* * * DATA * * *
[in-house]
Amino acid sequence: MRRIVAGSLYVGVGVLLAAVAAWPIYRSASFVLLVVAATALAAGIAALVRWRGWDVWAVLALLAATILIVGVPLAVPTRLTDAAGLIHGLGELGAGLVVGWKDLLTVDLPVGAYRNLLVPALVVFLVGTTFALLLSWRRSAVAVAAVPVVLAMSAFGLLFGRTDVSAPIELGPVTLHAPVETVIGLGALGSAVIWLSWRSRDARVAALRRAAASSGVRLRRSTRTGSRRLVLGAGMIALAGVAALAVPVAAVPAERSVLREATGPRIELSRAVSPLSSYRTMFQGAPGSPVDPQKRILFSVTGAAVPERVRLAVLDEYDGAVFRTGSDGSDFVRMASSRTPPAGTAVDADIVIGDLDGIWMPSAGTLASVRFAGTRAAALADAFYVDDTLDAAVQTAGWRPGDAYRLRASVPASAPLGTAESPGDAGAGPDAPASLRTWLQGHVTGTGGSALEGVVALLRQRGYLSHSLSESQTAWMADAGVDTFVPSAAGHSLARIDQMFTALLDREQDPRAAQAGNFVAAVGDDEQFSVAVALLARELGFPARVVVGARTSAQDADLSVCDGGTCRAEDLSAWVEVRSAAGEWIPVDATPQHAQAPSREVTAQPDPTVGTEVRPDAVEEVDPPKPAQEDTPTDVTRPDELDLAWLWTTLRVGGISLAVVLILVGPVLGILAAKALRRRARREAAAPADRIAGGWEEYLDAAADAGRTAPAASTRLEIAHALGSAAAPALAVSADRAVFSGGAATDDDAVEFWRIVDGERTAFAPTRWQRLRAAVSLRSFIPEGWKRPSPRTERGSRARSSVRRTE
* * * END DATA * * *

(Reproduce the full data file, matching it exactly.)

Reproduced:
[in-house]
Amino acid sequence: MRRIVAGSLYVGVGVLLAAVAAWPIYRSASFVLLVVAATALAAGIAALVRWRGWDVWAVLALLAATILIVGVPLAVPTRLTDAAGLIHGLGELGAGLVVGWKDLLTVDLPVGAYRNLLVPALVVFLVGTTFALLLSWRRSAVAVAAVPVVLAMSAFGLLFGRTDVSAPIELGPVTLHAPVETVIGLGALGSAVIWLSWRSRDARVAALRRAAASSGVRLRRSTRTGSRRLVLGAGMIALAGVAALAVPVAAVPAERSVLREATGPRIELSRAVSPLSSYRTMFQGAPGSPVDPQKRILFSVTGAAVPERVRLAVLDEYDGAVFRTGSDGSDFVRMASSRTPPAGTAVDADIVIGDLDGIWMPSAGTLASVRFAGTRAAALADAFYVDDTLDAAVQTAGWRPGDAYRLRASVPASAPLGTAESPGDAGAGPDAPASLRTWLQGHVTGTGGSALEGVVALLRQRGYLSHSLSESQTAWMADAGVDTFVPSAAGHSLARIDQMFTALLDREQDPRAAQAGNFVAAVGDDEQFSVAVALLARELGFPARVVVGARTSAQDADLSVCDGGTCRAEDLSAWVEVRSAAGEWIPVDATPQHAQAPSREVTAQPDPTVGTEVRPDAVEEVDPPKPAQEDTPTDVTRPDELDLAWLWTTLRVGGISLAVVLILVGPVLGILAAKALRRRARREAAAPADRIAGGWEEYLDAAADAGRTAPAASTRLEIAHALGSAAAPALAVSADRAVFSGGAATDDDAVEFWRIVDGERTAFAPTRWQRLRAAVSLRSFIPEGWKRPSPRTERGSRARSSVRRTE